In Profile: Holt, Todd

By A.J. Katz Comment

Meet the Press moderator Chuck Todd and NBC Nightly News anchor Lester Holt are getting the in-profile treatment this week.

Todd spoke with Forbes about all of the things he’s up to these days— Moderator of Meet the Press, host of MTP Daily on MSNBC, host of the new streaming news program on Peacock, Meet the Press Reports, and host of the Meet the Press podcast.

Forbes writes:

“I think it’s been really healthy for our brains to do Meet the Press Reports, versus the Sunday show versus the daily show,” Todd says. “When you look at all three types of shows, the beauty of what we’re doing with Meet the Press Reports is what I see as really Meet the Press Magazine, right? Our version of a magazine type of show.

You want to make sure you’re producing something that has some staying power. That is bingeable six months later and still relevant to somebody who’s watching. It is hard to reorient your brain when you’re on an hourly news cycle, or the minute-by-minute news cycle that Trump has created over the last five years. I do think it has sapped a lot of creativity, because we’ve been chasing our tails. Every time you think you have a minute to breathe, to dive deep on something, Trump does something … whatever. Unprecedented, and then it’s stop the presses, throw yourself into that.”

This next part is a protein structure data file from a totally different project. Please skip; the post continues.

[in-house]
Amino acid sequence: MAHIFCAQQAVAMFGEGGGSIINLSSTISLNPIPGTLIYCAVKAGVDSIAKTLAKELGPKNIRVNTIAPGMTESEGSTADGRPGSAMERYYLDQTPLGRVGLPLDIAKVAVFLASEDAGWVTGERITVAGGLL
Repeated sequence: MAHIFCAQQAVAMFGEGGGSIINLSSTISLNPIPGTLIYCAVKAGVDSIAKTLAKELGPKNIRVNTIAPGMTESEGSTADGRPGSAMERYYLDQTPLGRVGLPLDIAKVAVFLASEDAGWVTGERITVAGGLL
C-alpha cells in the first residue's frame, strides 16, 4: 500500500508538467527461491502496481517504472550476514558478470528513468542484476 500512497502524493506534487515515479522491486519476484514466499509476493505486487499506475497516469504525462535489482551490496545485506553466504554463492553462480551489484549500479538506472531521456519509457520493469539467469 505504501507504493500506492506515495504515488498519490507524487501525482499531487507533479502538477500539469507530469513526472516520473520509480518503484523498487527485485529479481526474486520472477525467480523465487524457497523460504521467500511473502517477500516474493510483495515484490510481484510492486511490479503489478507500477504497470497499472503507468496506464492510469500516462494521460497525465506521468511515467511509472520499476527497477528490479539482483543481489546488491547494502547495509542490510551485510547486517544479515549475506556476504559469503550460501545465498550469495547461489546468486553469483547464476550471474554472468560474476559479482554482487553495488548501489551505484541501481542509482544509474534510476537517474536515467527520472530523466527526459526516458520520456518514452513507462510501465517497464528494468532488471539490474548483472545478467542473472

Holt spoke with the Associated Press (picked up by USA Today) about his highly-regarded end-of-broadcast commentaries, which the writer says represents “an unusual departure for network evening newscasts that have more than a half century’s track record of playing it straight.”

The AP writes:

Holt’s essays, many of them pleas for unity in troubled times, can seem mild to viewers used to the rhetorical warfare of cable news. He says he’s filling a need for voices of empathy in public life.

“When I started doing them I wondered, ‘have I crossed a line? Is the audience going to reject it?’” Holt said. “I haven’t felt that. I try to honor my role and not overstep my bounds as a journalist.”

“I try to avoid the obvious third rails,” Holt told The Associated Press. “Nothing will drown out a message more quickly than if people try to pick it apart for some kind of internal motivations and that’s not what I want to do.”

“Is there a little ‘Kumbaya’ in there?” Holt said. “Maybe there is. But I think sometimes we even need that.”

 

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